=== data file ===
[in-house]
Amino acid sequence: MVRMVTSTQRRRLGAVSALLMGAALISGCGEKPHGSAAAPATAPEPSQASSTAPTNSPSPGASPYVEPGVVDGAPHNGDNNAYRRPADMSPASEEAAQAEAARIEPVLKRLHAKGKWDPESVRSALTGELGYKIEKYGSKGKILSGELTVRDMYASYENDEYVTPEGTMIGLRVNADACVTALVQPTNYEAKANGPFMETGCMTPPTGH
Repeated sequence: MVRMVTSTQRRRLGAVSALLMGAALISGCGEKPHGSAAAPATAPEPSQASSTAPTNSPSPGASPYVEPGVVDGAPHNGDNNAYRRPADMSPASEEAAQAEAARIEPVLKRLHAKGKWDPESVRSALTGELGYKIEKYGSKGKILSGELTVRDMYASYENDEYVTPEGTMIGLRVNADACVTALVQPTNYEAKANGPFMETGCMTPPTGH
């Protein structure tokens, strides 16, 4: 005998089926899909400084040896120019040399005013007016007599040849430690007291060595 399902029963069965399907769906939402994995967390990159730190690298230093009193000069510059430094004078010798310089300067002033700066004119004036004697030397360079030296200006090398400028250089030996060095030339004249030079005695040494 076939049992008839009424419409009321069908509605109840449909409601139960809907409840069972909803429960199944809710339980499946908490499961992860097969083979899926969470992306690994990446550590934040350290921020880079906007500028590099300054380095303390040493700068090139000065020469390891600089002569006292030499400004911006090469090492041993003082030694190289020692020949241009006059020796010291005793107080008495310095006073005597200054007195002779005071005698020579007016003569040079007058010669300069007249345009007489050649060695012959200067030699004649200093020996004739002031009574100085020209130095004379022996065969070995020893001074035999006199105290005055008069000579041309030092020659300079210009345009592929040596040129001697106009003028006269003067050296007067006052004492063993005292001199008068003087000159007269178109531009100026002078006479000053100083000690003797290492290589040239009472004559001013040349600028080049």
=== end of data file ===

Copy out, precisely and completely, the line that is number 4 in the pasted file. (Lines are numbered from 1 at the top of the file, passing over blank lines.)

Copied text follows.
């Protein structure tokens, strides 16, 4: 005998089926899909400084040896120019040399005013007016007599040849430690007291060595 399902029963069965399907769906939402994995967390990159730190690298230093009193000069510059430094004078010798310089300067002033700066004119004036004697030397360079030296200006090398400028250089030996060095030339004249030079005695040494 076939049992008839009424419409009321069908509605109840449909409601139960809907409840069972909803429960199944809710339980499946908490499961992860097969083979899926969470992306690994990446550590934040350290921020880079906007500028590099300054380095303390040493700068090139000065020469390891600089002569006292030499400004911006090469090492041993003082030694190289020692020949241009006059020796010291005793107080008495310095006073005597200054007195002779005071005698020579007016003569040079007058010669300069007249345009007489050649060695012959200067030699004649200093020996004739002031009574100085020209130095004379022996065969070995020893001074035999006199105290005055008069000579041309030092020659300079210009345009592929040596040129001697106009003028006269003067050296007067006052004492063993005292001199008068003087000159007269178109531009100026002078006479000053100083000690003797290492290589040239009472004559001013040349600028080049």